The cost of free speech: campus spending on protest management totals $894,000 in 2016-17

Joshua Jordan/File

Related Posts

The UC Berkeley campus typically allocates about $200,000 each year to manage protests, but in fiscal year 2016-2017, it spent almost $900,000 responding to protests, as first reported by the Chronicle of Higher Education.

In recent months, UC Berkeley has been the setting for costly clashes over free speech. On February 1, Milo Yiannopoulos’ canceled speech spurred violence from protestors on Sproul Plaza. Additionally, when Ann Coulter was invited by Berkeley College Republicans and BridgeUSA to speak to campus April 27 — but later chose not to speak — UCPD anticipated similar threats, according to UCPD spokesperson Sgt. Sabrina Reich.

“For the Coulter event, there was quite a bit of pre-intelligence from opposing groups stating their intentions to engage in violence in our community, so we took measures to maintain campus safety,” Reich said in an email. “UCPD was not willing to allow a repeat of the unprecedented violence that occurred around the Milo Yiannopoulos event, if it could be deterred or prevented altogether.”

The $894,000 spent by UCPD were related to protest and demonstration response and management, campus spokesperson Dan Mogulof said. Costs were incurred where UCPD determined there was a need for additional security measures — before, during and after on-campus events.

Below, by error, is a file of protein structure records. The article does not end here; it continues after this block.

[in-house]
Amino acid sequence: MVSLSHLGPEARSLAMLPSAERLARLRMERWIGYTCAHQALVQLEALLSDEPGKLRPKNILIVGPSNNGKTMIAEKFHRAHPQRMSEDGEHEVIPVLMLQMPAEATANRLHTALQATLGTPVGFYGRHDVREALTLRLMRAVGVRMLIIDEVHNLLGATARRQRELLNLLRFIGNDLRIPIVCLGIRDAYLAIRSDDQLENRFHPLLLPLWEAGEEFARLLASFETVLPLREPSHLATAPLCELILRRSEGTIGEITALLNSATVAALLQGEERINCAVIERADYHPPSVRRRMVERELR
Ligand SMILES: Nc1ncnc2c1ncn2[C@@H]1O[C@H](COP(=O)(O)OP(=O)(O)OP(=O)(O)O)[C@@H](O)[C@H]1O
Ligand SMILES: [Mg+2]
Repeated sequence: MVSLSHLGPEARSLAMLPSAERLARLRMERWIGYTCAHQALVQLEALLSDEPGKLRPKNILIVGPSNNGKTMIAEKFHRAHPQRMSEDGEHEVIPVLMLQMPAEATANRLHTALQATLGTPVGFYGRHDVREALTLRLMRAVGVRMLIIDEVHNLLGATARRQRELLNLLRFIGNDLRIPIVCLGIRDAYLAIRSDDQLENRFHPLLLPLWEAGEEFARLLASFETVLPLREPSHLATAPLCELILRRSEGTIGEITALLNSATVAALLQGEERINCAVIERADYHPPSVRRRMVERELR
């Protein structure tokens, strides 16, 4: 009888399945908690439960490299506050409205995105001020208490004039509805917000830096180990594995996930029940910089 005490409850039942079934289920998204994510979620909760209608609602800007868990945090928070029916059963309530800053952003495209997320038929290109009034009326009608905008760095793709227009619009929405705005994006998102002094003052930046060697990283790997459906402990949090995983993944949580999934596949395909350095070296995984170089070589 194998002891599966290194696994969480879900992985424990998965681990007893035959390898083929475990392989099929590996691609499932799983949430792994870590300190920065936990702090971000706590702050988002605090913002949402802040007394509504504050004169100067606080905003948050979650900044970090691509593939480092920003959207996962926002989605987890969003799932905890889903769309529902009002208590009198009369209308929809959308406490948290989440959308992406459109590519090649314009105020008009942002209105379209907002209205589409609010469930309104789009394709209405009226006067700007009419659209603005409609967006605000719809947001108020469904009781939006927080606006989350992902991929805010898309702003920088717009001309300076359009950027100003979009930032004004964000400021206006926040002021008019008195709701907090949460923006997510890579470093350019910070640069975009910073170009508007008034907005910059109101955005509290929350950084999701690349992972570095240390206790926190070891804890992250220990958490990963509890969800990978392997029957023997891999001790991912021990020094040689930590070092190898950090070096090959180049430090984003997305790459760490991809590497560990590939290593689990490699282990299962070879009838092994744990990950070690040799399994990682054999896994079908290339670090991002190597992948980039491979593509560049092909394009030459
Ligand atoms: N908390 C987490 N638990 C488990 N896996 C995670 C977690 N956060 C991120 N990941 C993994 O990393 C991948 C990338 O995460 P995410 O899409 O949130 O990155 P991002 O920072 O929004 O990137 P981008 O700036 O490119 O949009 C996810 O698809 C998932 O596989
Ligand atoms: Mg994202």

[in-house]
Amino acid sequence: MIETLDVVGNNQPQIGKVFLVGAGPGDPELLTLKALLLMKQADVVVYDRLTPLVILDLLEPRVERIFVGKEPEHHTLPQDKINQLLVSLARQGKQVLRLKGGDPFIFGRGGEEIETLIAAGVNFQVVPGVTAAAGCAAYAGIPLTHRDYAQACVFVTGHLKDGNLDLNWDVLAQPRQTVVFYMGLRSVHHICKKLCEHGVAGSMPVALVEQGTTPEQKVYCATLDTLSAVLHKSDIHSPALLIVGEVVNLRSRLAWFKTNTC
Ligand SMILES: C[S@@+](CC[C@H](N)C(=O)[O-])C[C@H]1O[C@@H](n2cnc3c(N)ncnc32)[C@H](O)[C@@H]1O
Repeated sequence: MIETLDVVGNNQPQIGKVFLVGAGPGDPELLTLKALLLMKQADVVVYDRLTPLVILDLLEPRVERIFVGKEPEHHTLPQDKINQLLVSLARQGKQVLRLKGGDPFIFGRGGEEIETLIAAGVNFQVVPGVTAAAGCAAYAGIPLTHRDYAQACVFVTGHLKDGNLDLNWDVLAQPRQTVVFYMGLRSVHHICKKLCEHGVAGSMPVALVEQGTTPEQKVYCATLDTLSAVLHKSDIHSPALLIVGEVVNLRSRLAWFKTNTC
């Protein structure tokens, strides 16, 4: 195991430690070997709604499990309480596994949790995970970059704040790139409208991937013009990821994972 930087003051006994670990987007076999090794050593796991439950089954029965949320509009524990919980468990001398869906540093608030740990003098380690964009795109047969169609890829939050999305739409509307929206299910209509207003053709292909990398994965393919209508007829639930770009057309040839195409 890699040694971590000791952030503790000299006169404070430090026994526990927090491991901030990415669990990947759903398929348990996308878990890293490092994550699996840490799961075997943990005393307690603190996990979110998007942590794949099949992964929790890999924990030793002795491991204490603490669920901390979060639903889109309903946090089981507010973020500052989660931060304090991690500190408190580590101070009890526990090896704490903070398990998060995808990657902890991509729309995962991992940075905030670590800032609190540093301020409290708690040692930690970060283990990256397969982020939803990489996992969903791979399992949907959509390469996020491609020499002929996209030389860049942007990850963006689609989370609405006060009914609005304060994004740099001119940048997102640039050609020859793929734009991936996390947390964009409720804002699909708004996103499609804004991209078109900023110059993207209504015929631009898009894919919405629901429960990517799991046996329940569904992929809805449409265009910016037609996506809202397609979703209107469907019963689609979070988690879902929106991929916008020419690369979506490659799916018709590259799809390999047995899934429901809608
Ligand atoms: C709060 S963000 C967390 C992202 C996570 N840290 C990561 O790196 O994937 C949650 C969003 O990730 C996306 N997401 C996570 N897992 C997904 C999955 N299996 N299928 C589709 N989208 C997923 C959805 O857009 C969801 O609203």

The Berkeley Police Department also incurred additional costs while assisting in and preparing for any possible threats related to campus protests.

Protest-associated costs in preparation for anticipated April 27 demonstrations, according to BPD spokesperson Sgt. Andrew Frankel, totaled $122,000 with $115,000 allocated toward staff overtime fees, while the difference went toward renting vehicles and purchasing other “provisions.”

According to Manu Meel, an executive board member of BridgeUSA at Berkeley — a nonpartisan organization that helped plan the intended Ann Coulter address — security was maximized for the intended April 27 address because there was a “huge risk of violence.”

Meel said the solution lies in promoting productive dialogue and peaceful protests.

“The police are not necessarily at fault, nor are the students, but it’s external organizations coming to campus. Ensuring that there is a strong crackdown on those external forces such as Antifa will solve a lot of the issues regarding police funding, budgeting and the issues … making our campus almost a warzone,” Meel said.

Meel added that BridgeUSA at Berkeley will “draw a strong line” between inviting someone “who is a commentator like Ann Coulter” and a speaker who can “add to the conversation in a productive manner.” Meel said the group plans on inviting individuals from all sides of the political spectrum who they believe have contributed meaningfully to a specific policy proposal or have substantive educational background regarding an issue.

Cal Berkeley Democrats President Caiden Nason said he believes that overspending resulted partially because of poor planning by the Berkeley College Republicans, and said inviting “controversial” speakers requires earlier collaboration with the campus.

“Cal Dems believes that … organizations can bring whoever they want to campus,” Nason said in an email. “However, organizations need to do so in a professional manner, and work with University administration to ensure that all events will be as safe as possible.”

Contact Christine Giuliano at [email protected] and follow her on Twitter at @christinegiul.